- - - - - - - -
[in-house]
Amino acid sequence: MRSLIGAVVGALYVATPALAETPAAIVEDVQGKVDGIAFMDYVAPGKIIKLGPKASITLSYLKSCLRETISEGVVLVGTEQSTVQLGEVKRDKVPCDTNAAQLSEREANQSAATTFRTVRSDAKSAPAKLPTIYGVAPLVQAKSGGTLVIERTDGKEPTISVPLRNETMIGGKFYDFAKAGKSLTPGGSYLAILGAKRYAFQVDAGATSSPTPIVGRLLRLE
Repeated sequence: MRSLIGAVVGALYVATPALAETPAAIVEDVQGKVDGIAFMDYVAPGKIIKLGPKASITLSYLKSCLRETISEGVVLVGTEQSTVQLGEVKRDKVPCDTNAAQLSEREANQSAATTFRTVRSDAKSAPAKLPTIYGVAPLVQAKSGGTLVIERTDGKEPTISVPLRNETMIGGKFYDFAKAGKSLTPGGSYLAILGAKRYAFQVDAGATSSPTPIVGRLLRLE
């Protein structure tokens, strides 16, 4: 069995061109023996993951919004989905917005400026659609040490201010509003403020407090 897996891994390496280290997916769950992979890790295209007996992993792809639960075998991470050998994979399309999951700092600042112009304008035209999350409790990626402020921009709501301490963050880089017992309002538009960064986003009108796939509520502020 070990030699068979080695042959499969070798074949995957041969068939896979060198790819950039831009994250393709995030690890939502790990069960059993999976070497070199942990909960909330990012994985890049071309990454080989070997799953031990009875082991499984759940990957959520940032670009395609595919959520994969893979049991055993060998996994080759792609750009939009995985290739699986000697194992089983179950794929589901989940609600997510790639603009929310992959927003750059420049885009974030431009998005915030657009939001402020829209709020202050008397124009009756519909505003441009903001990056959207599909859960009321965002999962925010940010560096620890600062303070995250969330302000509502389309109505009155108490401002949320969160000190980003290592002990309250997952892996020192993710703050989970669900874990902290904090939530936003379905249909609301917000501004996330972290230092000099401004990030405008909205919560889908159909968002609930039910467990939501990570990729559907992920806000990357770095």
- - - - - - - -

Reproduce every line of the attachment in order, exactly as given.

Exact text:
[in-house]
Amino acid sequence: MRSLIGAVVGALYVATPALAETPAAIVEDVQGKVDGIAFMDYVAPGKIIKLGPKASITLSYLKSCLRETISEGVVLVGTEQSTVQLGEVKRDKVPCDTNAAQLSEREANQSAATTFRTVRSDAKSAPAKLPTIYGVAPLVQAKSGGTLVIERTDGKEPTISVPLRNETMIGGKFYDFAKAGKSLTPGGSYLAILGAKRYAFQVDAGATSSPTPIVGRLLRLE
Repeated sequence: MRSLIGAVVGALYVATPALAETPAAIVEDVQGKVDGIAFMDYVAPGKIIKLGPKASITLSYLKSCLRETISEGVVLVGTEQSTVQLGEVKRDKVPCDTNAAQLSEREANQSAATTFRTVRSDAKSAPAKLPTIYGVAPLVQAKSGGTLVIERTDGKEPTISVPLRNETMIGGKFYDFAKAGKSLTPGGSYLAILGAKRYAFQVDAGATSSPTPIVGRLLRLE
């Protein structure tokens, strides 16, 4: 069995061109023996993951919004989905917005400026659609040490201010509003403020407090 897996891994390496280290997916769950992979890790295209007996992993792809639960075998991470050998994979399309999951700092600042112009304008035209999350409790990626402020921009709501301490963050880089017992309002538009960064986003009108796939509520502020 070990030699068979080695042959499969070798074949995957041969068939896979060198790819950039831009994250393709995030690890939502790990069960059993999976070497070199942990909960909330990012994985890049071309990454080989070997799953031990009875082991499984759940990957959520940032670009395609595919959520994969893979049991055993060998996994080759792609750009939009995985290739699986000697194992089983179950794929589901989940609600997510790639603009929310992959927003750059420049885009974030431009998005915030657009939001402020829209709020202050008397124009009756519909505003441009903001990056959207599909859960009321965002999962925010940010560096620890600062303070995250969330302000509502389309109505009155108490401002949320969160000190980003290592002990309250997952892996020192993710703050989970669900874990902290904090939530936003379905249909609301917000501004996330972290230092000099401004990030405008909205919560889908159909968002609930039910467990939501990570990729559907992920806000990357770095």